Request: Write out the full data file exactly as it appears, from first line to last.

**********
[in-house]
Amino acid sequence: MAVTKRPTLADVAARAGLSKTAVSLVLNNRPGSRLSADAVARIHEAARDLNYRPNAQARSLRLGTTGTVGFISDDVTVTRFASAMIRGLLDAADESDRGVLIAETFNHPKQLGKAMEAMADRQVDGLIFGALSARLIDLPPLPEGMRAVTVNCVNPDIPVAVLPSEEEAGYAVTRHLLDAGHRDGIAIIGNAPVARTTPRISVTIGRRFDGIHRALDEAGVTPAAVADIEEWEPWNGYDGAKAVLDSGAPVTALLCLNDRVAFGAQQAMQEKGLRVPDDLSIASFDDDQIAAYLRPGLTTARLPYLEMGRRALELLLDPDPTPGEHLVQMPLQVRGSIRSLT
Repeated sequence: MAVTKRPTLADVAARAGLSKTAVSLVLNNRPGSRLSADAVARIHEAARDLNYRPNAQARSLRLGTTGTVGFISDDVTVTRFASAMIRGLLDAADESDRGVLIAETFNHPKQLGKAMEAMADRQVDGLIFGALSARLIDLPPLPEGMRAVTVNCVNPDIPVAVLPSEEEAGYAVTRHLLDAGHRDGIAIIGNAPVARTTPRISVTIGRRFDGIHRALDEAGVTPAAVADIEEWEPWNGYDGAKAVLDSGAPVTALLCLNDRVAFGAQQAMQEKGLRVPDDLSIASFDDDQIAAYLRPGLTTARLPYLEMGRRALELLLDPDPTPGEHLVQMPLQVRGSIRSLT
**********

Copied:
[in-house]
Amino acid sequence: MAVTKRPTLADVAARAGLSKTAVSLVLNNRPGSRLSADAVARIHEAARDLNYRPNAQARSLRLGTTGTVGFISDDVTVTRFASAMIRGLLDAADESDRGVLIAETFNHPKQLGKAMEAMADRQVDGLIFGALSARLIDLPPLPEGMRAVTVNCVNPDIPVAVLPSEEEAGYAVTRHLLDAGHRDGIAIIGNAPVARTTPRISVTIGRRFDGIHRALDEAGVTPAAVADIEEWEPWNGYDGAKAVLDSGAPVTALLCLNDRVAFGAQQAMQEKGLRVPDDLSIASFDDDQIAAYLRPGLTTARLPYLEMGRRALELLLDPDPTPGEHLVQMPLQVRGSIRSLT
Repeated sequence: MAVTKRPTLADVAARAGLSKTAVSLVLNNRPGSRLSADAVARIHEAARDLNYRPNAQARSLRLGTTGTVGFISDDVTVTRFASAMIRGLLDAADESDRGVLIAETFNHPKQLGKAMEAMADRQVDGLIFGALSARLIDLPPLPEGMRAVTVNCVNPDIPVAVLPSEEEAGYAVTRHLLDAGHRDGIAIIGNAPVARTTPRISVTIGRRFDGIHRALDEAGVTPAAVADIEEWEPWNGYDGAKAVLDSGAPVTALLCLNDRVAFGAQQAMQEKGLRVPDDLSIASFDDDQIAAYLRPGLTTARLPYLEMGRRALELLLDPDPTPGEHLVQMPLQVRGSIRSLT